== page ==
4) For the first few months of weaning, food is not meant to replace their milk. Offer baby the same amount of milk as always. As you gradually build up the amount of food baby is eating, you can then slowly reduce their milk intake. You should feed baby the solids first before their milk. This is because if you feed them their milk first, they are already full and are not likely to accept the food. They should still be getting most of the needed nutrients from their milk for their first year.

WHAT should we feed baby? 

Traditionally, the first weaning food is baby rice cereal. Why is that recommended? Mainly because it is unlikely to cause an allergy. It can also be mixed with either breastmilk or the formula which baby has been drinking, to ease the transition to solids. Furthermore, it is enriched with iron, which baby needs.

However, there are other factors which we should consider, such as nutrition and variety. Are there other foods which are more nutritious, and also not likely to cause an allergy? Remember the window of opportunity I mentioned in 6 Food Rules for babies? What I did for Kate was that I wanted to maximise the variety of foods I could introduce to her in this precious 9 month period, so along with the rice cereal, I started to expose her to a wide variety of fruits and vegetables from the get go. (By the way, I didn’t make all these up. I read some recently published books on the subject just in case things have changed since #5‘s time).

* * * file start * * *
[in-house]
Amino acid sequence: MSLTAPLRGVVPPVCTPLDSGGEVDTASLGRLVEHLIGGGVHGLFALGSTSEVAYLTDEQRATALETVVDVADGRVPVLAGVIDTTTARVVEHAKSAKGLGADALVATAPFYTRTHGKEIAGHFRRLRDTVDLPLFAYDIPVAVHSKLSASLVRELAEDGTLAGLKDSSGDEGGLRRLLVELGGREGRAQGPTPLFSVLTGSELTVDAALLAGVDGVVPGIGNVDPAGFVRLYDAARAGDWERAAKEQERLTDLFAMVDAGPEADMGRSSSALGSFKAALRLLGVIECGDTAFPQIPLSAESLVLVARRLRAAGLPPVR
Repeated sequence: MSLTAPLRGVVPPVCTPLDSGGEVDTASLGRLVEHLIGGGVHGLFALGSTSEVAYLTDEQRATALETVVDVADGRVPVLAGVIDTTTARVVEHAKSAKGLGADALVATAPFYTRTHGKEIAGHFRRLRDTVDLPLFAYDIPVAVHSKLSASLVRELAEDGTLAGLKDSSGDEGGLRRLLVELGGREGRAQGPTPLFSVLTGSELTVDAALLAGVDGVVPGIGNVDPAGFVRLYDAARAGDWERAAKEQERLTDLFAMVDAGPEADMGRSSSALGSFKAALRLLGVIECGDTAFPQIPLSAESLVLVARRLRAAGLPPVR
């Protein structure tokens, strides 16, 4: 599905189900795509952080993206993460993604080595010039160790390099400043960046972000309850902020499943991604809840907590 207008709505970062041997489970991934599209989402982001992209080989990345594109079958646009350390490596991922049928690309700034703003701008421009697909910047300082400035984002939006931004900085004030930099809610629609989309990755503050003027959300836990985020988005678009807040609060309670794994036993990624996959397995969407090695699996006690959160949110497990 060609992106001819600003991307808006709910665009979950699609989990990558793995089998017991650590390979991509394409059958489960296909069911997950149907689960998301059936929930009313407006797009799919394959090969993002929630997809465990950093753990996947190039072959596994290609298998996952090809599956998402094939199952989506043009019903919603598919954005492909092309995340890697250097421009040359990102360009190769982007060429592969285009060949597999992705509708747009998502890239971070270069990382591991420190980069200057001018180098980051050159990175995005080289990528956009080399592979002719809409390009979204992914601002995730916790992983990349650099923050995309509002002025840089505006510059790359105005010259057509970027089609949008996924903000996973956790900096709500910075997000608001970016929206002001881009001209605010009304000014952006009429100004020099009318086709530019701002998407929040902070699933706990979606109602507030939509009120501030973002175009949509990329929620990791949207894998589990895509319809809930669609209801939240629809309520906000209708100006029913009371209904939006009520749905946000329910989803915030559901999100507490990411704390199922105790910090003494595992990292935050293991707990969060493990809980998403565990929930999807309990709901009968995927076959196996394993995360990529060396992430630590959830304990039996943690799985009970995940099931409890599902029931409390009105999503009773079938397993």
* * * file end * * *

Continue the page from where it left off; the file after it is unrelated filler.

Week 1: 
I started her on rice cereal for her first week. I mixed it with a little milk to get the right watery consistency. This was to ease her into solids. For the first week, they only eat about 1 tablespoon each meal, and only once a day. So it was more convenient to just feed her cereal.

Week 2: 
I jumped right in to feed her all sorts of fruits and vegetables, which she readily accepted. See the list below “Foods unlikely to cause allergic reactions”. I only used her baby rice cereal to mix with the fruits if it was too runny to get a better consistency, or when I ran out of my homemade puree. I moved on to feeding solids during breakfast and lunch. 

Week 3:
Continue to introduce all the foods in the list. Combine them in different ways to expose baby to all sorts of different tastes. Eg. Apple and banana or broccoli and pumpkin. 

Week 4:
She started having 3 meals a day (but still very small portions of about 2-4 tablespoons).


Foods unlikely to cause allergic reactions:

Vegetables:

  • Pumpkin
  • Sweet Potato
  • Carrot
  • Broccoli
  • Potato
  • Spinach
  • Turnip
  • Squash
  • Cauliflower

Fruits:

  • Apple
  • Banana
  • Avocado
  • Papaya
  • Plum
  • Pear
  • Watermelon
  • Cherry

Cereal:

  • Rice
  • Barley
  • Oats
  • Buckwheat

What NOT to feed baby in the first year:

  • Honey (may cause infant botulism)
  • Salt and sugar (additives)
  • Whole nuts (may cause choking)
  • Cow’s milk (may cause eczema or stomach upset)
  • Seafood (likely to cause allergic reaction)
  • Peanuts (likely to cause allergic reaction)
  • Egg white (likely to cause allergic reaction
Highly allergic foods